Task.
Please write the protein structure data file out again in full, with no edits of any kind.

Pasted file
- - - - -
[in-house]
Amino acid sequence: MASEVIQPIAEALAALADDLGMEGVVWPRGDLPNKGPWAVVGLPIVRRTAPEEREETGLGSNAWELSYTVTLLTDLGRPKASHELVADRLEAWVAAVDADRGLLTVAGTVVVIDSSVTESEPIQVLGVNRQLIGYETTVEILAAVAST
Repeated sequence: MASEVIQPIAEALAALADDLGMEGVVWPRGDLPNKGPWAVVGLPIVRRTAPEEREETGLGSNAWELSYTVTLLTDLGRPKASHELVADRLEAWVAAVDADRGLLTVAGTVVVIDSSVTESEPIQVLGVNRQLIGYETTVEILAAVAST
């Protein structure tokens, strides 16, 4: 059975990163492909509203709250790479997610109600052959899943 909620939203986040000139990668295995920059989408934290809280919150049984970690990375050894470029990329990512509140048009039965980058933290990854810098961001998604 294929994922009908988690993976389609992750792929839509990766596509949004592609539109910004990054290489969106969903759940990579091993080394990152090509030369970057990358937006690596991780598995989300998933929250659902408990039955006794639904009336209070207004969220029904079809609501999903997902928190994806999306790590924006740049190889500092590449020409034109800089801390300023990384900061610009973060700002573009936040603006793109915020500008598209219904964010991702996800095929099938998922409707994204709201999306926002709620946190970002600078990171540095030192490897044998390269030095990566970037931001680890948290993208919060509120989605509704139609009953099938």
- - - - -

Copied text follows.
[in-house]
Amino acid sequence: MASEVIQPIAEALAALADDLGMEGVVWPRGDLPNKGPWAVVGLPIVRRTAPEEREETGLGSNAWELSYTVTLLTDLGRPKASHELVADRLEAWVAAVDADRGLLTVAGTVVVIDSSVTESEPIQVLGVNRQLIGYETTVEILAAVAST
Repeated sequence: MASEVIQPIAEALAALADDLGMEGVVWPRGDLPNKGPWAVVGLPIVRRTAPEEREETGLGSNAWELSYTVTLLTDLGRPKASHELVADRLEAWVAAVDADRGLLTVAGTVVVIDSSVTESEPIQVLGVNRQLIGYETTVEILAAVAST
């Protein structure tokens, strides 16, 4: 059975990163492909509203709250790479997610109600052959899943 909620939203986040000139990668295995920059989408934290809280919150049984970690990375050894470029990329990512509140048009039965980058933290990854810098961001998604 294929994922009908988690993976389609992750792929839509990766596509949004592609539109910004990054290489969106969903759940990579091993080394990152090509030369970057990358937006690596991780598995989300998933929250659902408990039955006794639904009336209070207004969220029904079809609501999903997902928190994806999306790590924006740049190889500092590449020409034109800089801390300023990384900061610009973060700002573009936040603006793109915020500008598209219904964010991702996800095929099938998922409707994204709201999306926002709620946190970002600078990171540095030192490897044998390269030095990566970037931001680890948290993208919060509120989605509704139609009953099938």